Setting the bar. Building a contender requires a team like the Thrashers to be realistic. The [Atlanta] Flames may say different, but Atlanta hockey since 1999 isn’t exactly rich in its history, nor has their excessive failure convinced the league’s players that they could win a cup in Atlanta. Last offseason, the Thrashers failed to convince Brian Campbell as a top defenseman or Todd McClellan as a head coach. Atlanta is no top option for any quality free agent. Not that Atlanta shouldn’t attempt to grab a Jay Bouwmeester for D or a Brian Gionta for RW depth, but they shouldn’t invest their future in those names or names of similar quality. It leads to disappointment, it will catch management off guard, and before they know it, the free agency pool is sucked dry. Good players want to win, and they will first listen to offers from teams that win. Realistically, a Ville Koistinen type would be more open to rebuiliding Atlanta than Bouwmeester would.

The goalie. Atlanta realizes that in order to get big, they will need to give big, and the Thrashers have one great advantage. Goaltending. Atlanta has a promising young prospect in Ondrej Pavelec, and they have current restricted free-agent goaltender Kari Lehtonen. Advantages come with both of them: Lehtonen is an NHL-level goaltender; Pavelec is young and still cooking in the farm system. Disadvantages come with both of them: Inconsistency for Lehtonen, uncertainty about Pavelec. There are a number of teams willing to give up big for solid goaltending, and that may be the Thrashers ticket to picking up needed skating depth.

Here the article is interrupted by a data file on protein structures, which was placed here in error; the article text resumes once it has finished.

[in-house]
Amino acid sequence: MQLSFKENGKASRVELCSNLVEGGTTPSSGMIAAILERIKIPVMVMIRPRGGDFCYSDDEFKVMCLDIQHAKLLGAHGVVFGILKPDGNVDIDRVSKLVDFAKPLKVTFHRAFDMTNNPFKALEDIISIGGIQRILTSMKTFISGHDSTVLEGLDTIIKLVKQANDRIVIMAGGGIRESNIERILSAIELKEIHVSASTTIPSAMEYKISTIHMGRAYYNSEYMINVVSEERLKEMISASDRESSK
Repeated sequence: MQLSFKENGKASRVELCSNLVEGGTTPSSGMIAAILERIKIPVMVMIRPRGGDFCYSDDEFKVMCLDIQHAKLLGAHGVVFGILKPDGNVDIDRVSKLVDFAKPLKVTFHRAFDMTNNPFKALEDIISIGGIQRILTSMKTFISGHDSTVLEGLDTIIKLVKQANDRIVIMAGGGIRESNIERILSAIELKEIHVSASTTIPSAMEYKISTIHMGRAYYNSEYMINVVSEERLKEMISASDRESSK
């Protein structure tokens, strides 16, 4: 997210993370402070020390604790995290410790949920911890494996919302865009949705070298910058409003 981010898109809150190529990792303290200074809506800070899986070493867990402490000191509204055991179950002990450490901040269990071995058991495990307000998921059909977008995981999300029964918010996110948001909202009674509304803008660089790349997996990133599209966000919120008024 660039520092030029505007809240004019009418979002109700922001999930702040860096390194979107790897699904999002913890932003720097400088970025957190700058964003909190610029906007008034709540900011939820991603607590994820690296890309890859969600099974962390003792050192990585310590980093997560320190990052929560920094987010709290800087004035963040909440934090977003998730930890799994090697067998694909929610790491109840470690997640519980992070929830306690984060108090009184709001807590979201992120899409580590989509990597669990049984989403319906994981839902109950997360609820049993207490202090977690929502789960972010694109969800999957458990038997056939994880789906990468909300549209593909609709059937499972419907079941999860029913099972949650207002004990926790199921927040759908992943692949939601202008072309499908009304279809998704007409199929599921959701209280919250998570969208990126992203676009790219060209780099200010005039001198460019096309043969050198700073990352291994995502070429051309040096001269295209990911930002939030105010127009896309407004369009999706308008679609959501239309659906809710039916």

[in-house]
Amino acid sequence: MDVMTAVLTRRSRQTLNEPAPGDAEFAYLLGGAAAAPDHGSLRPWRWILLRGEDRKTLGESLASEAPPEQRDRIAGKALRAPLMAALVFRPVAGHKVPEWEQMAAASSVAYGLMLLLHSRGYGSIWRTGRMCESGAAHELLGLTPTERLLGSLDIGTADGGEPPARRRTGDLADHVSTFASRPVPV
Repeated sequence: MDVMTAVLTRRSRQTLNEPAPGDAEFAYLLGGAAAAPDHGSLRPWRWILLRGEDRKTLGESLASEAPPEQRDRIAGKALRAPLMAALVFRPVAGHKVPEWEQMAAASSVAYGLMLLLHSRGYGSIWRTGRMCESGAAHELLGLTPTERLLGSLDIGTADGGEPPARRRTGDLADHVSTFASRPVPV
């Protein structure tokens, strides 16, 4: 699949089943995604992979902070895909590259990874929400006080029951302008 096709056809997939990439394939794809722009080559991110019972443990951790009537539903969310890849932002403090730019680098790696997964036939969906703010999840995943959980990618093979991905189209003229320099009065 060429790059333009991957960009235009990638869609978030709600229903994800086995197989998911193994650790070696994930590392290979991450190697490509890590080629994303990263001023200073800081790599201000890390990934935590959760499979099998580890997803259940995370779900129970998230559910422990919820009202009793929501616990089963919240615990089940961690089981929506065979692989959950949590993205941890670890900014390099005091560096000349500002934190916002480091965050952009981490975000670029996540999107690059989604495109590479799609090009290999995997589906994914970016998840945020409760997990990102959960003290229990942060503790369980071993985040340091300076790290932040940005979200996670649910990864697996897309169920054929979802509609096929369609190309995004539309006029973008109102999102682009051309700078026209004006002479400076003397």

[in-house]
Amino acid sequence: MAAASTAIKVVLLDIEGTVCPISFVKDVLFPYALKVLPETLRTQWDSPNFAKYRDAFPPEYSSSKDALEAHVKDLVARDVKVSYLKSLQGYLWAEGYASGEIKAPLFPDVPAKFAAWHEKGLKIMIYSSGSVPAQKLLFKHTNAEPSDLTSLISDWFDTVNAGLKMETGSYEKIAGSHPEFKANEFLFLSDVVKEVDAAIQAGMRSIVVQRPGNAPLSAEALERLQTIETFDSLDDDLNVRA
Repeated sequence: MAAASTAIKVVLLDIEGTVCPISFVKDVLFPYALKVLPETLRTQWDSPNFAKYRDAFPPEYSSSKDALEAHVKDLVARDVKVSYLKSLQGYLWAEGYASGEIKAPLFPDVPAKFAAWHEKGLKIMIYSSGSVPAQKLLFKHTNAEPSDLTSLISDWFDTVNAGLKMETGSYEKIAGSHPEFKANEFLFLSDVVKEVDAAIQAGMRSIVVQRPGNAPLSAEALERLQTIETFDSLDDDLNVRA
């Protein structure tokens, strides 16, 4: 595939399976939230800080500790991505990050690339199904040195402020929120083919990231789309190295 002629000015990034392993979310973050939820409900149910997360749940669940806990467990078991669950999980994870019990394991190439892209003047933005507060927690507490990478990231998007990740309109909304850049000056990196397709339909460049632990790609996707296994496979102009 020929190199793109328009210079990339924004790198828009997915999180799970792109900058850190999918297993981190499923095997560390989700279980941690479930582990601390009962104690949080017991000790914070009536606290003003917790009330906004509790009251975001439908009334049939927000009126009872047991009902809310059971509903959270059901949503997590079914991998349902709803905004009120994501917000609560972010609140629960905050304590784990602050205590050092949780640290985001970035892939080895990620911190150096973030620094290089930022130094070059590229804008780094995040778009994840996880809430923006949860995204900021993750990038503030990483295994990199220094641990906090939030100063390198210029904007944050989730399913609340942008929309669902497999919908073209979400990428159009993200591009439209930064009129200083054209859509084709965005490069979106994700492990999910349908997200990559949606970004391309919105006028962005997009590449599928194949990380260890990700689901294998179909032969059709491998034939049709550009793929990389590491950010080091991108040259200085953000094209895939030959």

The draft. Given that Atlanta is not ready to grab quality free agents, the Thrashers in their 4th overall pick will need to choose someone who is ready to make an immediate impact. This opens up the drafting-best-player-available versus drafting-for-need debate.

What has been done so far? Good things. Very good things. This last weekend, it was reported that Rick Dudley, assistant GM of the Chicago Blackhawks had resigned and hours later, had accepted an associate GM position with the Atlanta Thrashers front office. Speculation warning ahead: does it make you wonder why Dudley would leave a growing and successful organization to accept the same position in a failing and slightly corrupt organization? On top of that, why would he work next to somebody who is highly criticized, and is the one constant since the team’s inception? Could this be a replacement in the works? Methinks Dudley is seeking a promotion, and he knows it may happen in Atlanta.

The movement favored by the fans has to be the re-signing of center Marty Reasoner who had a career high season in his first year in Atlanta. The fans are excited, and so is the checking line. Also, promising defenseman and a hand-picking by Lou Lamoriello by name of Anssi Salmela has decided to extend his stay in Atlanta for two more seasons.

So far, before the draft, the organization is identifying those players that have been integral in the late season surge and confidence of the Thrashers. As Don Waddell is entering his most critical and stressful offseason, rest assured, he will not sleep at night until Atlanta is a contender, and Ilya Kovalchuk gets comfortable in his Thrashers sweater. Good moves are happening now, but there are still many high mountains to climb before October.